Who knew that dinosaurs would survive and burst bubbles in space?
Bust-A-Move is a long lasting series that is also known as Puzzle Bobble. The latest entry takes Bub and Bob on a journey in space. Even though the setting is different, the classic "match three" gameplay and addictive nature of the series are retained alongside a lot of great modes and online play.
Like every other game in the Bust-A-Move series, you try to match at least three bubbles of the same color in order to eliminate them. The other way to eliminate bubbles is making them drop by eliminating all other attached bubbles. Over time, the bubbles that you have to destroy will get lower, and if they reach the bottom of the level, you will lose the game. In addition to standard bubbles, there is an assortment of bubbles with special properties, such as a bubble that eliminates a horizontal line or a bubble that explodes on impact.
There are three ways to control the game. The D-pad and button controls are like every other Bust-A-Move game. The D-pad allows you to move the launcher arrow and the A button fires your bubble; depending on your settings, you can also use the L and R buttons to make slight adjustments that might be hard to perform with the D-Pad alone. The touch screen controls are worse than the previous Bust-A-Move title on the DS. In the previous title, you essentially controlled a virtual slingshot to launch your bubble, but in this game you touch virtual arrows to move your launcher arrow. If you hold down the virtual arrow, you can move the launcher at a slightly faster pace, and to launch the bubble, you have to touch the bubble in the launcher. If you want, you can use stylus and traditional controls simultaneously; however, I recommend the traditional controls since they are great, while the touch screen controls feels a little sluggish. One nice surprise is that the North American version also supports the Taito Paddle controller (which plugs into the GBA port of a DS or DS Lite), and when using this peripheral, the launcher arrow moves as fast as you turn the knob on the peripheral. [Ed. – The Paddle controller is only sold in Japan but is fully compatible with non-Japanese systems.]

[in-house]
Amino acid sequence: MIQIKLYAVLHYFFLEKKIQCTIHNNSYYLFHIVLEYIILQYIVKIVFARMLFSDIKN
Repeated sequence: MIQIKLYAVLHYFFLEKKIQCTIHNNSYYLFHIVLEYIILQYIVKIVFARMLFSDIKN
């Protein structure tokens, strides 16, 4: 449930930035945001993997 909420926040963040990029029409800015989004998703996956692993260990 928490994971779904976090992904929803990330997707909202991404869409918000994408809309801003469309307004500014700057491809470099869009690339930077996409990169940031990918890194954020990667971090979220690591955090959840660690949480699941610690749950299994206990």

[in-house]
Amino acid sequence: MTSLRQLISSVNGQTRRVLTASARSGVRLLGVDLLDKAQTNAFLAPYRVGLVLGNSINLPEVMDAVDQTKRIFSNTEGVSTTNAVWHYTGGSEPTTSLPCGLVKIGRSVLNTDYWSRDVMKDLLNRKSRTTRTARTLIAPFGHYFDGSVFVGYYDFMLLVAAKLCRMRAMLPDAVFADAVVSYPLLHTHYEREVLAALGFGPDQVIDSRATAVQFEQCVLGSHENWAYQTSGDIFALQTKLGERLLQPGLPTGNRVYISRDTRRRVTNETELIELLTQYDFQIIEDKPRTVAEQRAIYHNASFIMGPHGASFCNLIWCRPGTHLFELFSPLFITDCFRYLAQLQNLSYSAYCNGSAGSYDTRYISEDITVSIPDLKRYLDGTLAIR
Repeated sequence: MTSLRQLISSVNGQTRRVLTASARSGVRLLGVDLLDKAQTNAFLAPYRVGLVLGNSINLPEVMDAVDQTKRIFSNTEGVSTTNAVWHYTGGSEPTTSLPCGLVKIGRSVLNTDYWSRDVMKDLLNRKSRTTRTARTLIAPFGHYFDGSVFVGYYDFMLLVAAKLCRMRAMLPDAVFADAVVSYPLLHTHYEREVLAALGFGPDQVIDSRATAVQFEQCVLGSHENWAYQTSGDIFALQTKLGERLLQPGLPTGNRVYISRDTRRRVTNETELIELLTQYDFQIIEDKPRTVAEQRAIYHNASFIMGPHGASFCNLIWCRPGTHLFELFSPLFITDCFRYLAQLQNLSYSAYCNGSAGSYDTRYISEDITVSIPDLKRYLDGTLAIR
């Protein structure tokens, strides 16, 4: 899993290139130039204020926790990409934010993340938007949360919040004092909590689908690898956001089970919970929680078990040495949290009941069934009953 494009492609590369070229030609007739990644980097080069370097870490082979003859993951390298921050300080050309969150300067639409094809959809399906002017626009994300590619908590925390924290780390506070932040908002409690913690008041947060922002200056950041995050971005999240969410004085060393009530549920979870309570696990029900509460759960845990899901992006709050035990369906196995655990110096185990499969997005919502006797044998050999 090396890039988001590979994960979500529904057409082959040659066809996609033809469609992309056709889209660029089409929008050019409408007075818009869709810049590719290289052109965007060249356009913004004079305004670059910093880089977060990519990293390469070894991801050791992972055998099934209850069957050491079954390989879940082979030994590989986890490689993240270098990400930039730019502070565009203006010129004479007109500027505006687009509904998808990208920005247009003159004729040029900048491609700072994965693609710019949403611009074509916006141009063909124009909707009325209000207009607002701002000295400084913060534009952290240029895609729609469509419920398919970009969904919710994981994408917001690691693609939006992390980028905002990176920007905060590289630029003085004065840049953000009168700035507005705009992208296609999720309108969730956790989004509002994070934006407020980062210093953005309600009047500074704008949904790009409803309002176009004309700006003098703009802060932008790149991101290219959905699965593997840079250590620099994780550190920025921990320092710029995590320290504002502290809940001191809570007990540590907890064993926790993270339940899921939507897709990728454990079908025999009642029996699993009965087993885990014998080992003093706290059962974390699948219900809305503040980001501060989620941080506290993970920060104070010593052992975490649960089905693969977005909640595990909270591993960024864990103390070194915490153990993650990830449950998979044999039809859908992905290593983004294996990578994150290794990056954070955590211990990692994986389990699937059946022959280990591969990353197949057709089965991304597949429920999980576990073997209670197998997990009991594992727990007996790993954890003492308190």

In story mode, you travel to different planets in order to collect Cosmos bubbles. There are three levels in each planet, and each stage is made up of a gauntlet of five puzzles. There will be a Cosmos bubble in one of those five puzzles, and the only way to successfully obtain it is to make it drop. If you match it with the same color, then the Cosmos bubble will simply shatter, and you will be forced to restart the whole level from the beginning. Collecting all of the Cosmos bubbles also lets you unlock a special item in the shop.
Once you clear the three levels in each world, you will be able to fight the boss. The boss battles are very satisfying, as the boss takes up most of the top screen and fires obstacles to the bottom screen. In order to defeat the boss, you have to eliminate all the bubbles attached to its body. The early boss battles are fairly simple and straightforward, but as you progress, the bosses become slightly more complex and difficult.
Besides story mode, there are five other single-player modes. Three of them must be purchased through the shop by coins, which are earned after playing any mode. The extra single-player modes consist of an endless mode and four different modes that focus on specific types of puzzles.
The multiplayer consists of local download play, where only one game card is needed to play against three other people. Online play is available for up to four players total. Both multiplayer modes consist of versus matches, where the goal is to make other players lose by filling up their fields with bubbles. The online multiplayer has no lag, although there is a weird delay between firing a bubble and waiting for the next one to appear on the launcher arrow. The delay seems to be some kind of balancing mechanism, but at the end of the day, this feature feels odd.
Space Bust-A-Move is a great sequel, as it is filled with addicting gameplay that the series is known for, and on top of that, there is a lot content to come back to. The only disappointing thing is to see that touch screen controls have been downgraded; however the inclusion of online multiplayer and Taito Paddle controller support greatly makes up for it. The game is highly recommended for people who are fans of puzzle games or the Bust-A-Move/Puzzle Bobble series.